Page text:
Responding to the threat from terrorism remains a top priority, the Home Secretary said today.
Publishing the annual report for CONTEST, the government’s strategy for countering terrorism, the Home Secretary set out what has been done to keep the country safe and prevent terror attacks, including during the Olympics.
Since 2005 there have been no mass casualty attacks in Great Britain. But a number of serious attempted attacks have been foiled. In the 12 months to September 2012, 45 people were charged with terrorism-related offences. The principal terrorist threat to the UK and our interests overseas continues to come from Al Qa’ida, its affiliates, other groups and lone terrorists.
Since the publication of CONTEST in July 2011, we delivered a safe and secure Olympic and Paralympic Games that will be remembered as a spectacular sporting event.
Other achievements included:
- implementing a new Prevent strategy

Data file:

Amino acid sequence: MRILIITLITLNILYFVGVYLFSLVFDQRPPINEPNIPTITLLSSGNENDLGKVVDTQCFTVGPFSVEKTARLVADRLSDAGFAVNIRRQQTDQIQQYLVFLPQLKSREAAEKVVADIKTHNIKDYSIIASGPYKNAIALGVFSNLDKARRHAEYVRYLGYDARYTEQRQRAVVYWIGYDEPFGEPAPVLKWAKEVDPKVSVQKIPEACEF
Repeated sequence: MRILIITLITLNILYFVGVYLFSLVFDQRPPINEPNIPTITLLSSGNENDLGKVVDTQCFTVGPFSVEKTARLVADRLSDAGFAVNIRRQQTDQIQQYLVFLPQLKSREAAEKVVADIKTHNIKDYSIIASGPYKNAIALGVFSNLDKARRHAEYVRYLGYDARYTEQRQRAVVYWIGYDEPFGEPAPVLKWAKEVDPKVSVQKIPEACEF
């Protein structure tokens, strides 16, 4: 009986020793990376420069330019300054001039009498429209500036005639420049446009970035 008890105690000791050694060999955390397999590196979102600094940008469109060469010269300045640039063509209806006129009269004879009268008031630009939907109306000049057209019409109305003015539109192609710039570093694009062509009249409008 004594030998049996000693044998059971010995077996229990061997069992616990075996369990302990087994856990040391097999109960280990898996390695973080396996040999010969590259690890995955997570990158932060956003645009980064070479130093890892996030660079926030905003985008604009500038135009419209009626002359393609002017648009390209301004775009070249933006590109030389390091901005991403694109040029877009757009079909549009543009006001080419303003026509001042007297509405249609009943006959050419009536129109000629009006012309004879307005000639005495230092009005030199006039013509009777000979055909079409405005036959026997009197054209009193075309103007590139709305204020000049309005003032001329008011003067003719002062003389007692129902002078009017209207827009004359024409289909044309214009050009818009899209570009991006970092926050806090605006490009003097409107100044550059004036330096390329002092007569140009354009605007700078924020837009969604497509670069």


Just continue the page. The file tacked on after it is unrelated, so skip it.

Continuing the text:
- improving security arrangements at the border
- strengthening our capability to respond to ‘Mumbai-style’ terror attacks involving firearms.
While depleted in numbers and capability, Al Qa’ida continues to operate in Pakistan and along the Afghan border and aspires to conduct terrorist attacks in the UK. The terrorist threats we face are now dispersed across a wider geographical area, often in countries without effective governance.
Operating in these places is difficult, dangerous, requires significant resources and is complicated and at times made impossible by the breakdown of governance and law and order. Our strategy will need to adapt in order to stay ahead of the threat.
Home Secretary Theresa May said:
The report makes it clear that the threat from terrorism is changing but remains substantial. We need to continue to detect, prosecute and otherwise disrupt terrorist threats. We must develop our Prevent work to respond to the challenge from domestic radicalisation and home-grown terrorism.
We must continue to strengthen our border security. We will work with other countries and multilateral organisations to deal with the new international terrorist threats.